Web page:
This training class quickly turned into a learning experience for me as well as for the student. You must be able to listen to the concerns of each individual in order to come up with solutions that will work for their particular situation. One thing that became quite clear early on was the need for one-handed shooting. While we normally cover the possibility of shooting one-handed (both strong and weak), that possibility quickly becomes a probability for someone in a wheelchair.
The normal two-handed technique was achieved quite easily in the wheelchair with very minimal adaptations. The limited range of movement was an obstacle, but that was easily overcome by shooting one handed. She was quick to discover that although she did not have the ability to move her chair and fire two-handed 360 degrees around her, she could do it one-handed quite effectively. We had her chair positioned with targets on the sides and behind her.
Simply staying upright in the chair and twisting behind her worked as well as the technique of slightly leaning forward and looking back (the gun is almost sideways at this point). If the upper body is limited in its ability to twist, the leaning forward technique would probably work best. Both worked very well in achieving hits ranging from the sides to directly behind her.
Wheelchair users should be prepared for the very real possibility of defending themselves from the ground.
Throughout the day, we had this student shooting at various stationary targets, moving targets, multiple targets, and even an up close and “attacking” a target built just for this class. As her ability and comfort level improved during the course of the day, her confidence grew by leaps and bounds. She discovered that being in a wheelchair doesn’t have to mean that she is limited in her ability to defend herself.
There are techniques to overcome most of the limits that living in a wheelchair can put on someone. They just need to learn and practice them. She did have to face the reality of not being able to shoot and get away from her attacker. This was overcome by stressing the need to “shoot until the threat stops.” That is something that one can do.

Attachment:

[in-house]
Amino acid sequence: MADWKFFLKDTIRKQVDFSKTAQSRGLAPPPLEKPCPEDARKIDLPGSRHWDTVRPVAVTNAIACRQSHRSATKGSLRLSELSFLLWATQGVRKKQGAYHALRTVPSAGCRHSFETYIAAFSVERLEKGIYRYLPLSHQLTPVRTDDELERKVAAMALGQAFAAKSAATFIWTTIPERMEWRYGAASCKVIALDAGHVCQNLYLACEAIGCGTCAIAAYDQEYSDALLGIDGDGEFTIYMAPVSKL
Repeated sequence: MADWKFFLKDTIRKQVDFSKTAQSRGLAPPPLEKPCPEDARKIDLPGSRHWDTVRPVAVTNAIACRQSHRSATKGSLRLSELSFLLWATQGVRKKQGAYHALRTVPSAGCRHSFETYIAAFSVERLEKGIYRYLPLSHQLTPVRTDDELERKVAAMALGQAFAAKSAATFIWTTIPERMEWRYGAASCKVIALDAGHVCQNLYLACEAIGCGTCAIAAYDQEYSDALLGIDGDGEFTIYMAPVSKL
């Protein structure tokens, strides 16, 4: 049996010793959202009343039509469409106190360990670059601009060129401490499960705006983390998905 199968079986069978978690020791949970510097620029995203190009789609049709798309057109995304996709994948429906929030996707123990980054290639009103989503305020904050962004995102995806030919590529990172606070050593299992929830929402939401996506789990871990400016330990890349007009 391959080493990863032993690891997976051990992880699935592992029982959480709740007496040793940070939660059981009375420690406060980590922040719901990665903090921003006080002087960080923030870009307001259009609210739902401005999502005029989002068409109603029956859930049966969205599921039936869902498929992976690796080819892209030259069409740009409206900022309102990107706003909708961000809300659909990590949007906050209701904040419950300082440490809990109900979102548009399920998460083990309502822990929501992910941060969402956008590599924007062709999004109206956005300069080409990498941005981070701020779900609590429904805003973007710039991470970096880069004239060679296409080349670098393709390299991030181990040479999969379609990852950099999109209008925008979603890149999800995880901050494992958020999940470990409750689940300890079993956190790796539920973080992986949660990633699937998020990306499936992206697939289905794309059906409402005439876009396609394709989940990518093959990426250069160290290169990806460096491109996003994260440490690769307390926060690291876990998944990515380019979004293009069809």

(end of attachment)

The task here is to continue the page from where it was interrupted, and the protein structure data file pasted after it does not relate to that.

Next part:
Being able to shoot from the retention position is critical in this type of situation, as the attacker will very likely be in one’s personal space in a matter of seconds. This was stressed, practiced, and performed very well during the class. She took a very realistic view of what the possibilities could be in that type of situation. In my opinion, it is crucial to focus on the positive while still maintaining an honest and realistic view during any type of training.
In conclusion, I felt we were able to accomplish what we set out to do. For her, as I’m sure it is with most disabled people, it isn’t just about being able to shoot a handgun. It is about being able to overcome a set of obstacles to find out that you can effectively defend yourself no matter what the circumstances may be. There is no doubt that this can definitely be done.
As for the student, the chair did not stop her. She has options, and she is gaining the skills to use them in the world that we live in. Whatever it takes, get the training and strive to not become a victim.
[ Alan Mullineaux is a firearms instructor for Precision Defensive Shooting School located in Colorado. He teaches defensive pistol, tactical carbine and is also a NRA certified instructor. He is an avid competitor in several of the action shooting sports and is the match director of the local southern Colorado 3-gun/ multi-gun competitions. ]
|Rangemaster (Tom Givens)